What the new beef producer groups may look like
Following agreement at this week’s meeting of the Beef Roundtable, the Minister for Agriculture Simon Coveney said he was moving to provide necessary legislation to give recognition and legal standing to Producer Organisations.
At the meeting, a presentation was given by the Department on progress around the development of Producer Organisations (POs), which have been a key proposal to emerge from the Roundtable process.
The Minister said he has always said that these Producer Organisations are key to rebalancing the supply chain and will give farmers improved negotiating positions on issues which affect their farm margins on both the input and output side.
“I will now be bringing forward the required provisions in the autumn together with consideration of possible kick-starter funding to help POs get up and running,” he said after the meeting.
The Statutory Instrument the Department will publish will set out what an active beef farmer is for the purposes of entry into producer organisations.
In addition, the instrument will also outline the minimum number of members a producer organisation needs to have and also the legal requirements that producer organisations must satisfy in terms of governance, legal structures and activities.
The Department of Agriculture is currently considering the following for Irish beef POs:
- Minimum of  members with a yearly minimum contribution of  head of cattle by the PO
- A minimum 75% of cattle commitment is necessary for PO cohesion. According to the Department feedback from existing POs indicated this was important to the success of the groups.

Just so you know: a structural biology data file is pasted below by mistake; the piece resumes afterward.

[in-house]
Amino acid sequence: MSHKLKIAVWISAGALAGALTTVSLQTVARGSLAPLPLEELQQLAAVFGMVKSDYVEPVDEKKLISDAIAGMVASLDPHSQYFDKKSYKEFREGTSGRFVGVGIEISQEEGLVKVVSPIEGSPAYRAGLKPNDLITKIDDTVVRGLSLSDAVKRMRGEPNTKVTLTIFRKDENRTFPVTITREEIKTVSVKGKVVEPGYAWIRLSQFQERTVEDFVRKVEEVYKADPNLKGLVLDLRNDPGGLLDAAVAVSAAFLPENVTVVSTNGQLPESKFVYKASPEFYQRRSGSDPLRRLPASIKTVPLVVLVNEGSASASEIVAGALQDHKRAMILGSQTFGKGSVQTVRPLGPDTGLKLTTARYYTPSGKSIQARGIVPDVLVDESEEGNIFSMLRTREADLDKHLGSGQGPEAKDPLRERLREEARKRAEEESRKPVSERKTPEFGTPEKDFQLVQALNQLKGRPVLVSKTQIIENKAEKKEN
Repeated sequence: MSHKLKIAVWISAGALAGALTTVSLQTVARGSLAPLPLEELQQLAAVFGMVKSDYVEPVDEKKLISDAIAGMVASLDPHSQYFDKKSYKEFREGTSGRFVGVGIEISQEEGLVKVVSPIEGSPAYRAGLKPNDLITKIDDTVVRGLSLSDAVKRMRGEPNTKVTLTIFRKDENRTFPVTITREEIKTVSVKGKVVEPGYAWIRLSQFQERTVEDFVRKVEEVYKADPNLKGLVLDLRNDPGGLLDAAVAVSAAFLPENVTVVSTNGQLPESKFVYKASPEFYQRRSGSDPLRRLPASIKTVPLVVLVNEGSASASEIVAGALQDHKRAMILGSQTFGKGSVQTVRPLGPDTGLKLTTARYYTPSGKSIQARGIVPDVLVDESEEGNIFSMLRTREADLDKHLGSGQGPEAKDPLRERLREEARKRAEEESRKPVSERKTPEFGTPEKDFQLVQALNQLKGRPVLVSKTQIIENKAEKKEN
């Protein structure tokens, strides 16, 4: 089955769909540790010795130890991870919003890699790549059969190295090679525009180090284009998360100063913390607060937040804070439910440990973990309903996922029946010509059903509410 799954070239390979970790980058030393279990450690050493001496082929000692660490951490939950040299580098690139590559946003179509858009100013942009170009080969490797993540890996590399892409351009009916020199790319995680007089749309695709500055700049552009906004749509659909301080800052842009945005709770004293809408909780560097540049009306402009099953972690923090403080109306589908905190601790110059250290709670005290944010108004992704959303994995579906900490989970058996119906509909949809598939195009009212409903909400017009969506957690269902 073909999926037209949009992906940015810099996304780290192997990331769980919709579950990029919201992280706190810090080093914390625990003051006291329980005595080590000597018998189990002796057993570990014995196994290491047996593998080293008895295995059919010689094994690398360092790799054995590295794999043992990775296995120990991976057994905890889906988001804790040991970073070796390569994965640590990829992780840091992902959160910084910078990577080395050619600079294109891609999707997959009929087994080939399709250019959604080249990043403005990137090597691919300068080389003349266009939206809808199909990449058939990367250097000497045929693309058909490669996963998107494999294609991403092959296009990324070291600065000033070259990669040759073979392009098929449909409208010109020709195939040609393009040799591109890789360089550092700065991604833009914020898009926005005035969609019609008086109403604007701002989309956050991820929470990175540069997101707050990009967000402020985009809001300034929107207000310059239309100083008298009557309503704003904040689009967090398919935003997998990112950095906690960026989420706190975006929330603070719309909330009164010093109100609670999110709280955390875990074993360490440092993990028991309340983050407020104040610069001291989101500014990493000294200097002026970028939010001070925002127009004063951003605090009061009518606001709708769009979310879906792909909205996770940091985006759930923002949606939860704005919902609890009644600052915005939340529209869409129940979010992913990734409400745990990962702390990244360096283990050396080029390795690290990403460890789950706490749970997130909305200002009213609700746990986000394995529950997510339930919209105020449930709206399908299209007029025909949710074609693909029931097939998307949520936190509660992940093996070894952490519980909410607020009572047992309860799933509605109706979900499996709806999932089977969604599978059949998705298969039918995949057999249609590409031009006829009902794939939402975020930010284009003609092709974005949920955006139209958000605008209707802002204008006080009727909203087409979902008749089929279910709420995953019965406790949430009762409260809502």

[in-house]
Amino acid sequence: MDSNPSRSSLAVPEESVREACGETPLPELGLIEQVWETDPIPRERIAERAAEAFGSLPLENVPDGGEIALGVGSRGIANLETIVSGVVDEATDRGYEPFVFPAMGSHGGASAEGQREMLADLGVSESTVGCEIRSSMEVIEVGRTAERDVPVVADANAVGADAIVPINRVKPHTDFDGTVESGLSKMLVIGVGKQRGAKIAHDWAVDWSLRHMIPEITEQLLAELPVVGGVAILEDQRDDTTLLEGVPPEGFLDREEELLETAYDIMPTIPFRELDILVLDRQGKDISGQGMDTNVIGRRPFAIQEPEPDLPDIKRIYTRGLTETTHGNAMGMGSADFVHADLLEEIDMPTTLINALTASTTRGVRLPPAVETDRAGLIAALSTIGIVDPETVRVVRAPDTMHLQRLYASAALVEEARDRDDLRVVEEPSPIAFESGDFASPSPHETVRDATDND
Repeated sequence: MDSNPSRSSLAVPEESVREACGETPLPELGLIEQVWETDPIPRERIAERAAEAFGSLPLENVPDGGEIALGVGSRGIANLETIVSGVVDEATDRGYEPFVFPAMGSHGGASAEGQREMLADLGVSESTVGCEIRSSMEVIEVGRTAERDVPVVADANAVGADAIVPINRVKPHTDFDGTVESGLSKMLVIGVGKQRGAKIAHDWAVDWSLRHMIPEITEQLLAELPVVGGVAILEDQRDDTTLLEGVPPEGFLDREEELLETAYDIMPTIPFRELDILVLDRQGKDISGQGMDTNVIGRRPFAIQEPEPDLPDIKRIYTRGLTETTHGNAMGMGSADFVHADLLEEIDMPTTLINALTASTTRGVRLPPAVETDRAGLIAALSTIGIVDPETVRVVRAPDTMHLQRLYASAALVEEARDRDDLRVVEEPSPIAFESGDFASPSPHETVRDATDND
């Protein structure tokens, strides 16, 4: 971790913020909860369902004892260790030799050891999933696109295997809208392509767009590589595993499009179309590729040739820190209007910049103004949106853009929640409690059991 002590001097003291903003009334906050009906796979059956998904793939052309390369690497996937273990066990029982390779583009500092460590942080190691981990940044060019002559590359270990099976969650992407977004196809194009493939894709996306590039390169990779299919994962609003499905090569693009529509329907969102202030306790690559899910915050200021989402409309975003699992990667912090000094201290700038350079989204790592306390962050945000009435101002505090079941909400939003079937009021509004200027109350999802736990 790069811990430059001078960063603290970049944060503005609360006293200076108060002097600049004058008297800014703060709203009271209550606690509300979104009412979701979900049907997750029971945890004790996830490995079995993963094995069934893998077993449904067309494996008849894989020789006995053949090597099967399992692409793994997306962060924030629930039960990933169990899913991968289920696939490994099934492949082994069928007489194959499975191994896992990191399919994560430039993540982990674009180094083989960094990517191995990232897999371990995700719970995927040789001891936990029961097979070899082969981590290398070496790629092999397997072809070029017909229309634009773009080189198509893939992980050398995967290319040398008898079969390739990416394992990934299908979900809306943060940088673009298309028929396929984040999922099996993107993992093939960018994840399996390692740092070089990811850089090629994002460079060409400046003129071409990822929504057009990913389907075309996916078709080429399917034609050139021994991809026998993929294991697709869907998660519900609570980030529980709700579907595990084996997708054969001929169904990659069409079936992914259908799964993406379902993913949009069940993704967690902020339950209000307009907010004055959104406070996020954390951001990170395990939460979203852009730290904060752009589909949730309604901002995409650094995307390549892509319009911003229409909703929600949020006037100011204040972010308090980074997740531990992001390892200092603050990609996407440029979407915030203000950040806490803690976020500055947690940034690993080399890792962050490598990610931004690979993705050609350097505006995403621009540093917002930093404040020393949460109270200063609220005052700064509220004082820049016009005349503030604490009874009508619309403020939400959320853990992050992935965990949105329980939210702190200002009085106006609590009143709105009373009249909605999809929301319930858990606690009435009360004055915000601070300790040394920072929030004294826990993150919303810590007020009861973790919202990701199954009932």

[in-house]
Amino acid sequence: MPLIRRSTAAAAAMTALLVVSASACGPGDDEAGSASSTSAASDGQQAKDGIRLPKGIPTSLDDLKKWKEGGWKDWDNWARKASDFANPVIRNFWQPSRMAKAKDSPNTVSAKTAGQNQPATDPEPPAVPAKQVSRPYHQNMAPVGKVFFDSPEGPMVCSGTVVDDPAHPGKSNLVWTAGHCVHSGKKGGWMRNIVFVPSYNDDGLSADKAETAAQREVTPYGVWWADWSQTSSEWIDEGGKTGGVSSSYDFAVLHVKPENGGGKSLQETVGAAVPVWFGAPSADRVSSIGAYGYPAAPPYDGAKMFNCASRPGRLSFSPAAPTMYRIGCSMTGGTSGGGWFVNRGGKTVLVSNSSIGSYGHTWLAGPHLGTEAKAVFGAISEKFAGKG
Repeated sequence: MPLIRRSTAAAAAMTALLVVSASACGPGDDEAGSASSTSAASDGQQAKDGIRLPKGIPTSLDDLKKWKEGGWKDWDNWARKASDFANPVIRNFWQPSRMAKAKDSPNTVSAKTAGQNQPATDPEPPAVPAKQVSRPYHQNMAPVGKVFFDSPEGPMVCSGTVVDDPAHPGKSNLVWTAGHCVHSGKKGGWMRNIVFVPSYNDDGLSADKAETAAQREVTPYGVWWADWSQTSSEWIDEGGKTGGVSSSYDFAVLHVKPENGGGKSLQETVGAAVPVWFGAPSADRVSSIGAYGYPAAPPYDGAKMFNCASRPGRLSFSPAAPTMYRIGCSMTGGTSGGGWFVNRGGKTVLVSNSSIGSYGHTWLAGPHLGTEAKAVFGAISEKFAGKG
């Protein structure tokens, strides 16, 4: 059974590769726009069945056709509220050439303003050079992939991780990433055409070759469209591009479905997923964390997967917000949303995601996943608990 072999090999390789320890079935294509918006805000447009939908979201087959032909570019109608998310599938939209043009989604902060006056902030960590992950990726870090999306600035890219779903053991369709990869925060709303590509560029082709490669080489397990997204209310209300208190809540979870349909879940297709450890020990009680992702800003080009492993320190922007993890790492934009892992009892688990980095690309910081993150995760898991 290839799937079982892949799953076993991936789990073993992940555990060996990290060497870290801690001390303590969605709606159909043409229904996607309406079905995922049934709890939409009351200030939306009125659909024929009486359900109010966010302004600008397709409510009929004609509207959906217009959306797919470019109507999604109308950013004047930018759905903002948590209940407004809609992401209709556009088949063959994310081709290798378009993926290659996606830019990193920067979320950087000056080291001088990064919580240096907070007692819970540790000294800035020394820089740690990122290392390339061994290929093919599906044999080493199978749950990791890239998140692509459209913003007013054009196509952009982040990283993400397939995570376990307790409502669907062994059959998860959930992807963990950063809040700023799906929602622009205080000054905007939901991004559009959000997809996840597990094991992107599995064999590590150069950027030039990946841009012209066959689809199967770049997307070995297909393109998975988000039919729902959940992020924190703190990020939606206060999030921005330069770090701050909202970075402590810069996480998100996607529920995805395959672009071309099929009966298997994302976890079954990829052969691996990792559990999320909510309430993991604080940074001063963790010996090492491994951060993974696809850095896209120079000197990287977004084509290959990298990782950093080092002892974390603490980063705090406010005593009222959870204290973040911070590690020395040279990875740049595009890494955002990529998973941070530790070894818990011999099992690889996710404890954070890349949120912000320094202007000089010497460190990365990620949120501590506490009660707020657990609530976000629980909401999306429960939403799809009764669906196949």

Requirements for negotiation of contracts
The Department presentation also said that POs must satisfy itself that it generates significant efficiencies through undertaking activities not directly related to sale of produce, as set out in relent EU legislation. This includes:
- joint distribution, including joint selling platform or joint transportation;
- joint promotion;
- joint organising of quality control;
- joint use of equipment or storage facilities;
- joint management of waste directly related to the production of live cattle;
- joint procurement of inputs;
The Department has also said that POs could benefit from drawing upon local systems already in place for negotiating sales and individuals who have technical knowledge of negotiations and contracts to conduct business with factories.
It also said that POs don’t only have to be for beef, could also be for other enterprises such as live exports.
The Department has said that under Measure 2 (Advisory Services) of the RDP, a group of facilitators can be employed to assist POs.
The facilitators would advise on business plans, negotiation practices, best governance, promotion activities etc. DAFM would hold a competitive tender to provide the service.
It also says that facilitators would also be available to existing groups to advise on business plans, expansion, possible efficiencies etc.
The Department is also considering start-up grant funding for the POs to help them get up and running.